The four coffee varietals from Laos were little known in the United States. Todd Arnette, one of the most experienced specialty coffee experts in the world, was excited to introduce them.
How good were they? Arnette would soon query the group for their impressions. But first, he shared an anecdote from last year’s “Taste of Laos” virtual coffee cupping event, to which a select group of influential buyers were invited through a Winrock project funded by the U.S. Department of Agriculture (USDA).
“I asked the judges to just give me a passing comment, you know, ‘What do you think about one of the coffees?’ And one of the judges wrote on their form: ‘I will buy the whole lot.’ And sure enough, he did.”
Arnette relayed the story to about 25 people assembled at a private event held at Capitol Cider House in Washington, D.C. as they sipped and assessed each of the single-origin coffees, some of which were grown by smallholder farmers working directly with the Creating Linkages for Expanded Agricultural Networks (CLEAN) project in Laos. He wanted everyone to understand that in order for hardworking farmers in Laos to earn a good living growing coffee – even if they pay meticulous attention to quality and employ sustainable best practices during cultivation and processing ─ what they need more than anything else is a good market.
With that, Arnette asked the group what they thought of Sample One.
“Green apples! Nutty … walnuts!”
“Berries!” some shouted. “Overripe!” Arnette nodded: “For some people, they’re really looking for that fruity-juicy.”
How about Sample Three, the lone Robusta of the set? (Specialty coffee generally comprises Arabica varietals, grown at higher elevations, while Robusta is generally cultivated at lower elevations.) “Ripe plum…fig!“ came the replies. “Do you get a little bit of salty aftertaste?” Arnette asked. “Some people compare it to edamame.”
And Sample Four? “Nutty! Smoky!” the crowd called, glancing back over color-coded tasting forms filled with checkboxes denoting nine generally descriptive elements like “roasty” and “floral,” and 35 further sub-properties ranging from “hay-like” and “winey” to “caramel” and “vanilla.”
“As you add more adjectives to it, you start to get more of a premium,” said Arnette, Q Program Manager at the U.S.-based Coffee Quality Institute (CQI), which is partnering with CLEAN to help smallholder coffee farmers boost the quality and value of their coffee, and enter new export markets.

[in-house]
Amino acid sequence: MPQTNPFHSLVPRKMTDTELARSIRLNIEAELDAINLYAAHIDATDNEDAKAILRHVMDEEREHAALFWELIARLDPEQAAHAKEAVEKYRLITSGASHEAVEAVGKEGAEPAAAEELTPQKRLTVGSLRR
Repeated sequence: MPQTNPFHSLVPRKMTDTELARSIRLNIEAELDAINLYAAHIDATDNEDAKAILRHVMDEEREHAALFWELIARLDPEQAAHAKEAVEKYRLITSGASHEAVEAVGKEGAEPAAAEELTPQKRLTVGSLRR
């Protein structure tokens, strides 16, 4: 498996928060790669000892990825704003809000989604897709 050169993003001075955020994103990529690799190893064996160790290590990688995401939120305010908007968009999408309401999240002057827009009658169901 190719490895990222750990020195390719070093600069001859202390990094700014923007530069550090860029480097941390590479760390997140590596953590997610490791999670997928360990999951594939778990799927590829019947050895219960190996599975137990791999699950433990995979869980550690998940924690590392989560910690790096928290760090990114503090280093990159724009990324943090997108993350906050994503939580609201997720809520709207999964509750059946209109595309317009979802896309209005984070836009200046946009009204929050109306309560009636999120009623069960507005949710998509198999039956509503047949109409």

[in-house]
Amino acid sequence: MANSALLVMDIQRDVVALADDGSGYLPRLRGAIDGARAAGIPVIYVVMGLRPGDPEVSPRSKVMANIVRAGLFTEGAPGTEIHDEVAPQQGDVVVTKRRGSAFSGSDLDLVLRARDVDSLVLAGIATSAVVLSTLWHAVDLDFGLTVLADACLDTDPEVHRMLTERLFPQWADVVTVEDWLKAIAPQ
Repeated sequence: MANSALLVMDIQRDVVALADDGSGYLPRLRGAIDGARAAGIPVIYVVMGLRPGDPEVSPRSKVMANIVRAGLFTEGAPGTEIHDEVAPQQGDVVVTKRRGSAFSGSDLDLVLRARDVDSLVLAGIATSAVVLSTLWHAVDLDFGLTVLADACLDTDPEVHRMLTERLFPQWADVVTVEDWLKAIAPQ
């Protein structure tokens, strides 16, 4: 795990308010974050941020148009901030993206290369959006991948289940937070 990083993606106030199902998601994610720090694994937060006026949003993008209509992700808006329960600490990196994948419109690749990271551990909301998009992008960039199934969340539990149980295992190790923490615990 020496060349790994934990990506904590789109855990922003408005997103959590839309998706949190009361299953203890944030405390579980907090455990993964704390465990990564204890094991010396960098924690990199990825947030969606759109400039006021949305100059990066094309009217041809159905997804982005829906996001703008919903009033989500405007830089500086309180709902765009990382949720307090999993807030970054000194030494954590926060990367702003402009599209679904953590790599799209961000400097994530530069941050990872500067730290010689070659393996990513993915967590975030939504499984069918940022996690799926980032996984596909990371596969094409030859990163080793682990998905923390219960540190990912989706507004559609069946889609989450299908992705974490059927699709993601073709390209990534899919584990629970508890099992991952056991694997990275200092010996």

With CQI advice and expertise on the technical and market side, CLEAN is collaborating with the Laos Department of Agriculture (DOA) under the Ministry of Agriculture and Forestry (MAF), and local partners including the non-profit Lao Coffee Association, to lift smallholder coffee farmer productivity, competitiveness and sustainability through training and new markets. The CLEAN project also supports Lao farmers in three other value chains: cassava, cabbage and sacha inchi, a perennial vine native to South America that is cultivated in Laos for its high-value, ultra-nutritious seeds, commonly referred to as nuts.
“We’ve tried to bring a little bit of a lighter touch with the farmers, coming where the need was,” CLEAN Chief of Party Alex Dahan told the group in D.C., who had come to learn more about coffee from Laos and its market potential. Early on, Lao coffee farmers told CLEAN they felt their coffee was pretty good, and Dahan said the project saw an opportunity: If farmers could lift their scores (as judged by certified Q Graders like those trained by Arnette and CQI, and which are used by buyers to determine prices paid) for their already-good coffee, they could expand market reach and boost incomes. They’d then have a chance to enter one of the world’s most lucrative markets for specialty coffee: the U.S., which consumes more coffee by volume per year, at around 27 million, 60-kilogram bags, than any other country.